DUSTFISH Stage concept and design by Ryan Montgomery

To face the challenge of building more permanent infrastructure for one of Burning Man's longest running Esplanade camps it was decided that we would build a new truss system to use as a proscenium stage.

Key concepts that I addressed in designing this truss system were keeping costs low, creating a modular system that could be reconfigured in a large variety of ways and building community by creating a system that volunteers of any skill level could participate in constructing.

To keep costs low we chose an inexpensive material that normally would not be used as a "finished" art piece. We were able to source the plywood at a meager sixteen dollars a sheet. Because this was a labor of love for DUSTFISH all of the labor was contributed by volunteers. We were able to build the entire piece for about $4000.

By repeating design elements I was able to create a system that consists of only five different units. They can be easily reconfigured in a large variety of ways. The piece is held together by one type of bolt so there is no need for specialized instruction or convoluted positioning of parts and hardware. The units were built by camp members of all skill levels. Each unit is under twenty pounds. Our build crew consisted of volunteers ranging from ten to sixty years old. Members of the construction crew don't have to be particularly strong to help out. Pretty much anyone can participate. This gives everyone the opportunity to participate and when the piece is finally standing we all can stand back and say "I helped build that." It's tremendously rewarding as a designer to see a community come together and build such an impactful piece of artwork.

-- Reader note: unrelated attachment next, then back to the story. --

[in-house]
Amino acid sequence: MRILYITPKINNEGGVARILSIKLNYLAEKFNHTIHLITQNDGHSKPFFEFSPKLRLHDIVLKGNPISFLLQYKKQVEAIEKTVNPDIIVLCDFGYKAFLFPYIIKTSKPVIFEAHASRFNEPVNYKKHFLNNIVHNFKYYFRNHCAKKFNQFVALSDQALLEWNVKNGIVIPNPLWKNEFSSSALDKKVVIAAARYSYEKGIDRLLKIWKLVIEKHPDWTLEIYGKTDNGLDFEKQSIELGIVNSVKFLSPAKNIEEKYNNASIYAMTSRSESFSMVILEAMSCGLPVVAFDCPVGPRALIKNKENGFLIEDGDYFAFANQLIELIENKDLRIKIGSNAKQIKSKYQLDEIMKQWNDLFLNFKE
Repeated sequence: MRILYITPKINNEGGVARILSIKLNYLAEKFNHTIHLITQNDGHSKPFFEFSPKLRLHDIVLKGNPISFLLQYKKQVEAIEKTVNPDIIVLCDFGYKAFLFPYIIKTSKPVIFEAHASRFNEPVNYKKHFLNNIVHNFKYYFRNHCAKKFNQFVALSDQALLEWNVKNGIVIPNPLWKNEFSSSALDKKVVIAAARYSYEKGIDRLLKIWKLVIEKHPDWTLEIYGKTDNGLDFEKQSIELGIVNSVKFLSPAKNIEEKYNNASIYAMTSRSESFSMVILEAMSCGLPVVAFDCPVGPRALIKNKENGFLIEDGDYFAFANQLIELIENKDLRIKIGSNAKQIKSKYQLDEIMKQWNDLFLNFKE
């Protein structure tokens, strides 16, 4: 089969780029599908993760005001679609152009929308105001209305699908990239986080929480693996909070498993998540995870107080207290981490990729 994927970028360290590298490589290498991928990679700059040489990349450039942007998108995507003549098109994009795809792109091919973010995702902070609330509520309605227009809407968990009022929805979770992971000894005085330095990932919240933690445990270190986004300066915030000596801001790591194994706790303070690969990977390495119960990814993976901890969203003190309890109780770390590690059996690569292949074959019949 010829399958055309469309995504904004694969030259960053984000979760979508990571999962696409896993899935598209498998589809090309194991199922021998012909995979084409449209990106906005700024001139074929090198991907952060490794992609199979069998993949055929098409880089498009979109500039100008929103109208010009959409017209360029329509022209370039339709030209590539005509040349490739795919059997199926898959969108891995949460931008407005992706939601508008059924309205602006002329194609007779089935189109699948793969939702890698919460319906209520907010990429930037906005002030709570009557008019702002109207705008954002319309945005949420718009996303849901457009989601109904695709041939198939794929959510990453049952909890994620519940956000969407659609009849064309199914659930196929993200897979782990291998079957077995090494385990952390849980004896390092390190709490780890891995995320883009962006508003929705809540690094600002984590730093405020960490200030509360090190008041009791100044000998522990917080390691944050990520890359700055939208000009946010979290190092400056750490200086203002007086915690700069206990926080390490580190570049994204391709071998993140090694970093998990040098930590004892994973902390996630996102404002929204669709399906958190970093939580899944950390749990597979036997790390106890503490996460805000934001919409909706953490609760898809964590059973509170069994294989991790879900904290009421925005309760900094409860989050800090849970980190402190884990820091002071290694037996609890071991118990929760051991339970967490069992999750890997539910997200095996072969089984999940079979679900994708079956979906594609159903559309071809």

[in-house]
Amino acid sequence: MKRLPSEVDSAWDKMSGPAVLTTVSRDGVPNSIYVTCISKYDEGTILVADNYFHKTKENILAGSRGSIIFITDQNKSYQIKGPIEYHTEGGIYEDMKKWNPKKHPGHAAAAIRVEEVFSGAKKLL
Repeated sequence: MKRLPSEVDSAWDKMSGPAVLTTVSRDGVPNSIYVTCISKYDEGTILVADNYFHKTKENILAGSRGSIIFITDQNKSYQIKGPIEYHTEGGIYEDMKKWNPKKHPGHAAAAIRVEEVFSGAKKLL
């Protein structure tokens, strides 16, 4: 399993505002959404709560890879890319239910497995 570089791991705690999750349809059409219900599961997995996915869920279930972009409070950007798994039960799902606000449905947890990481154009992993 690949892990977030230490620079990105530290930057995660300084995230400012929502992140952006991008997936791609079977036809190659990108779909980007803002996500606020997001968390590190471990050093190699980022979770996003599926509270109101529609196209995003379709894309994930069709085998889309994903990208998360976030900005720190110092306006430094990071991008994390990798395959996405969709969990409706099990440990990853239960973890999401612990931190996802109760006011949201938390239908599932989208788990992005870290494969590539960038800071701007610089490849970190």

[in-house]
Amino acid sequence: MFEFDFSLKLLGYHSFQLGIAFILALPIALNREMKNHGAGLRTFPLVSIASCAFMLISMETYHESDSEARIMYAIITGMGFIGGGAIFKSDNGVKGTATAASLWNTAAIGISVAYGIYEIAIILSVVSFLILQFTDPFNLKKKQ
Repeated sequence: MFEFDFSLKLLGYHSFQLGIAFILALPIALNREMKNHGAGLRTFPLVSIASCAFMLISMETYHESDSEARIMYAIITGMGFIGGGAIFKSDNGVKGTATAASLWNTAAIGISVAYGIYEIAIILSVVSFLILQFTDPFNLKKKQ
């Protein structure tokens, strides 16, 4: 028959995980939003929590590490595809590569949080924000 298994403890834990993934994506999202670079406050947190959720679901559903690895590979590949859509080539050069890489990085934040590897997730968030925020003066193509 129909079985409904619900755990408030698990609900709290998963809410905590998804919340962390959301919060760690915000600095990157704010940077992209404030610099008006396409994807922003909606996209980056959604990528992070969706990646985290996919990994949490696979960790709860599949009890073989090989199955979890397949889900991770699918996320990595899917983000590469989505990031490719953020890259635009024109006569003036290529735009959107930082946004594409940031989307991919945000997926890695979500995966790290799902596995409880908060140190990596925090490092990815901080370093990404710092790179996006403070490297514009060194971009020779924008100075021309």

Raising the center section

Assembling the truss pieces

CNC cutting the components for the truss at Tech Shop San Francisc

CNC cutting the components for the truss at Tech Shop San Francisco

Setting up parts of the truss at Burning Man's Precompression event at American Steel Studios

Members of DUSTFISH Village test assembling the truss at M0xy in Oakland